For Archbishop Lefebvre and those close to him, the fundamental references, and the basis for Catholic fidelity, were expressed between 1850 and 1950 by a few popes and selected from a few of their writings.... [What the document Dignitatis Humanae tries to do is to] reconnect with a vast past, with the biblical Revelation, with the Church of the Apostles and the Fathers, the united Church of the first centuries, together with the spirituality of the great saints, founders of religious orders. Only this Tradition deserves to be heard and followed.
This groundless distortion of the actual magisterial history of the religious liberty doctrine is treated and refuted by Archbishop Lefebvre, not only in his emphasis upon the obvious intent of the popes of the 19th and early 20th centuries to bind the minds of the faithful concerning the issues of religious liberty and the union of Church and State, but also by employing a theological principle which is not often mentioned. The Church cannot substantially err while teaching a very important doctrine regarding faith or morals, while presenting it during centuries, or even during only one century, with constancy and insistence, as a grave obligation for our eternal salvation.
The Liberals are forced to employ ideas tinged with historical relativism (i.e., the philosophical position which understands all truths and values as having no binding and objective reality for people living in another period of time), because the Traditional teaching on religious liberty championed by Archbishop Lefebvre and Cardinal Ottaviani and the Conciliar teaching found in Dignitatis Humanae are in contradiction to each other. To affirm both simultaneously is to affirm both A and not-A. This is demonstrated, in the third section of Religious Liberty Questioned in which 35 dubia are placed immediately after a text from Dignitatis Humanae. The dubia normally cite a proposition contained in the ordinary papal Magisterium. For example, Dignitatis Humanae (§2) states: "In consequence, the right to this immunity [from civil coercion in religious matters] continues to exist even in those who do not live up to their obligation of seeking the truth and adhering to it." In Dubia No.4, the Archbishop asks how this can be reconciled with the statement of Pope Pius XII announcing, "that which does not correspond to truth, or to the norm of morality objectively has no right to exist, or to be activated."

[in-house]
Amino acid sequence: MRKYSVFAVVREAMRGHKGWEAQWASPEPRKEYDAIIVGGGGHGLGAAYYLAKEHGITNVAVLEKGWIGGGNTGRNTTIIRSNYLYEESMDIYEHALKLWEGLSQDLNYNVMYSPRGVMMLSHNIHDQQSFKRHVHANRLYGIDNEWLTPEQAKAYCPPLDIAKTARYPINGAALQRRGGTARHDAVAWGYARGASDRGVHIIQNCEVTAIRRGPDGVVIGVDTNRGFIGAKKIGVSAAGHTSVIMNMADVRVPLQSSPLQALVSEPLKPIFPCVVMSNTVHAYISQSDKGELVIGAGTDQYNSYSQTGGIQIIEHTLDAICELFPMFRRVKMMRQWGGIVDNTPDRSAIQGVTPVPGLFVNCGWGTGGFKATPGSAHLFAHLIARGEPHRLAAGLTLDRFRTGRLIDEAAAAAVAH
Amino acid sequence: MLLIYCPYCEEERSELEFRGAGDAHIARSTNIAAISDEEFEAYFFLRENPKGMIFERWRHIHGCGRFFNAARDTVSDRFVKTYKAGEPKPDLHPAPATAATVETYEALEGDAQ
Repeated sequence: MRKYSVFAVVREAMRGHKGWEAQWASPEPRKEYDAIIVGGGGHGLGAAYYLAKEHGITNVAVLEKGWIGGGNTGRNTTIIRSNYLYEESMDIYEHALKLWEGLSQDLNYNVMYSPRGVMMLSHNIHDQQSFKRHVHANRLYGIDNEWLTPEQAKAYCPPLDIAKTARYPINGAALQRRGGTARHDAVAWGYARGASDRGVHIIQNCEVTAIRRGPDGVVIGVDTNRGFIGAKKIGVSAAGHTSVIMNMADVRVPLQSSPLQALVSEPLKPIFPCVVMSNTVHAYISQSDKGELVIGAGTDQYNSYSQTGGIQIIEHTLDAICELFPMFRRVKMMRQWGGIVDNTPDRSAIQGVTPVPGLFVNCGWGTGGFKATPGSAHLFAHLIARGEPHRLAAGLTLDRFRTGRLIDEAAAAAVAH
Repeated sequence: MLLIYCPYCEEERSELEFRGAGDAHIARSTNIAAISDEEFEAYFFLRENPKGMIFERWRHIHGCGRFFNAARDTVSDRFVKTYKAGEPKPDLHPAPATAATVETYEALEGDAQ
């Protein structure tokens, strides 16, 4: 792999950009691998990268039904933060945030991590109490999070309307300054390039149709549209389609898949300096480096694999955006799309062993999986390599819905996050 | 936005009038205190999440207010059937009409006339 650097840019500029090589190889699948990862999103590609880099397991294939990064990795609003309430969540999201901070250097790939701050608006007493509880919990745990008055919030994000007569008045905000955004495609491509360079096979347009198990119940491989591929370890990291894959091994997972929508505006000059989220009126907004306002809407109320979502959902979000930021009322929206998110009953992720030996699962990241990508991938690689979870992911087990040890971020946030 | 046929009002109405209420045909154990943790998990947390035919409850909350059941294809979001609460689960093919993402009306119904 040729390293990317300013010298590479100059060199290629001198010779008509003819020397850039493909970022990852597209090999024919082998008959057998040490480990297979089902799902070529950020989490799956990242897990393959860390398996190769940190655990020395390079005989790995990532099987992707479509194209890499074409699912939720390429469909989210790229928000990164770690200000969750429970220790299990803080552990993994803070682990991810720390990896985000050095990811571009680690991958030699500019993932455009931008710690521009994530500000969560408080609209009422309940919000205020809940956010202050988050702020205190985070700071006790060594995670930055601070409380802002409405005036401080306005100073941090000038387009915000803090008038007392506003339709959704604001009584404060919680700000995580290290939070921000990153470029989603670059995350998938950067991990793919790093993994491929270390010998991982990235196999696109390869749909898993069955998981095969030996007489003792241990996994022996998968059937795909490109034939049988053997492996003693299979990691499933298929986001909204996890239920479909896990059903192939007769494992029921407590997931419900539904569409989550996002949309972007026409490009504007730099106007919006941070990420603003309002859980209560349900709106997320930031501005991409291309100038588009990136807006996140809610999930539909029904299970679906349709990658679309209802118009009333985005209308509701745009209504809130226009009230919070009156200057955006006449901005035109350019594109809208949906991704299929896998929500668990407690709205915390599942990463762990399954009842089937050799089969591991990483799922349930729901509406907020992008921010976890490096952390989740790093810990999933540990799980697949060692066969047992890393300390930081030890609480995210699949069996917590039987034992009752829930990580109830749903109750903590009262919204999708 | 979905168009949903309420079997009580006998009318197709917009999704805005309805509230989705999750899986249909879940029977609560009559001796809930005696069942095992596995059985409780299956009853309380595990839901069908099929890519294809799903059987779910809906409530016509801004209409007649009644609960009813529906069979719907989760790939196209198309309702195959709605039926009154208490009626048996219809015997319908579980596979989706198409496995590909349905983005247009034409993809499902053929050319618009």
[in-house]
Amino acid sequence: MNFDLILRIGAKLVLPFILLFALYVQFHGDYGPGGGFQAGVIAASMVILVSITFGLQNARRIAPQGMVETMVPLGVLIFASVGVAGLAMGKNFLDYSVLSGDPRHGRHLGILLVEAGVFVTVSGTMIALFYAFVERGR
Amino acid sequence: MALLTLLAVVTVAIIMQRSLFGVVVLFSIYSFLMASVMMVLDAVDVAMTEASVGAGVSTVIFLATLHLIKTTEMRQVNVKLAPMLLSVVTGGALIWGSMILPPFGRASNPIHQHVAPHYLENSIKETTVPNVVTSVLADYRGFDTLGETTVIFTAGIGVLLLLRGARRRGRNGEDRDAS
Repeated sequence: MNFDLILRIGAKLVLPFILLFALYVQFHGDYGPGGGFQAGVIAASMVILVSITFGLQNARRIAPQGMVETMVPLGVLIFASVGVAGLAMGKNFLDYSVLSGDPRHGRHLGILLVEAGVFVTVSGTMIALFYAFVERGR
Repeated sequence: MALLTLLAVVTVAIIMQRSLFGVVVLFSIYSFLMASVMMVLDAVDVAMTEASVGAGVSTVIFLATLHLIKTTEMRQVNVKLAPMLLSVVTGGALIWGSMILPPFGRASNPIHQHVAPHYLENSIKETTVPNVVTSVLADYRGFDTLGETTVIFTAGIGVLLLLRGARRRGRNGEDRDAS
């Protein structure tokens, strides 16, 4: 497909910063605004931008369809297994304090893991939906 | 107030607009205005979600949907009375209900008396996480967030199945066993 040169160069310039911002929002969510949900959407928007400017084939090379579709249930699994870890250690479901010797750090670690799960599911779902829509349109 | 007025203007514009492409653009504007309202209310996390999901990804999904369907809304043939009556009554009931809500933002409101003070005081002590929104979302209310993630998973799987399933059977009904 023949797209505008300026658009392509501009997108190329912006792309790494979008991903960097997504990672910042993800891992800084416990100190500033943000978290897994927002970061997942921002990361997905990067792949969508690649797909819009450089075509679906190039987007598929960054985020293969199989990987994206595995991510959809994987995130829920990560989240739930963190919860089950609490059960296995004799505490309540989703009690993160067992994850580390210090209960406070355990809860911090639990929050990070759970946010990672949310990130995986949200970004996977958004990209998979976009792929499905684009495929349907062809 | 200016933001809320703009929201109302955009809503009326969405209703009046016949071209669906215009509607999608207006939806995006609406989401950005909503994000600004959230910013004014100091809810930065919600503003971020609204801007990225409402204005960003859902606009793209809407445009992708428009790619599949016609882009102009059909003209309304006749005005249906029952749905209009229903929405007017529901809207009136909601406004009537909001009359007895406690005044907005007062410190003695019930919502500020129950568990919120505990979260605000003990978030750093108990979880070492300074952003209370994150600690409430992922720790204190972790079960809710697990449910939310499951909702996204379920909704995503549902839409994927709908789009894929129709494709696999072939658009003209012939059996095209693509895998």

It is hard for the average English-speaking traditional Catholic to believe the controversy over religious liberty was the most far-reaching and ultimate controversy of Vatican II. The triumph of the Liberal position required the dismantling of whole constitutional systems built to bolster the Faith in the hearts of the people and to give due honor and glory to God. This triumph ensured that within decades the Church would cease to be a significant factor in the society of nations.
What is worse is the enervating effect that the rejection of the Social Kingship of Christ and the Primacy of His Church had on the vitals of Catholic manhood. The militancy of Islam has shown us that an ideology or religion that does not "want it all" will soon cease to be a serious motivator in the lives of men and nations. In Religious Liberty Questioned, Archbishop Lefebvre reveals to us the proper psychology of Catholic manhood; it is the mindset of those who "want it all." For a Catholic to "want it all," he must spend every moment of his life with only one thought in mind: "How do I work, fight, and pray so that everything I encounter–my own soul, my family, my friends, my nation, and my human world–can, finally and ultimately, become a footstool of the Divine King who was born in royal David's city?" None of us expects this to happen tomorrow, but we are the men of tomorrow's tomorrow and we must know what we want before we can get it.
Dr. Peter E. Chojnowski has an undergraduate degree in Political Science and another in Philosophy from Christendom College. He also received his master's degree and doctorate in Philosophy from Fordham University. He and his wife, Kathleen, are the parents of five children. He teaches for the Society of Saint Pius X at Immaculate Conception Academy, Post Falls, ID.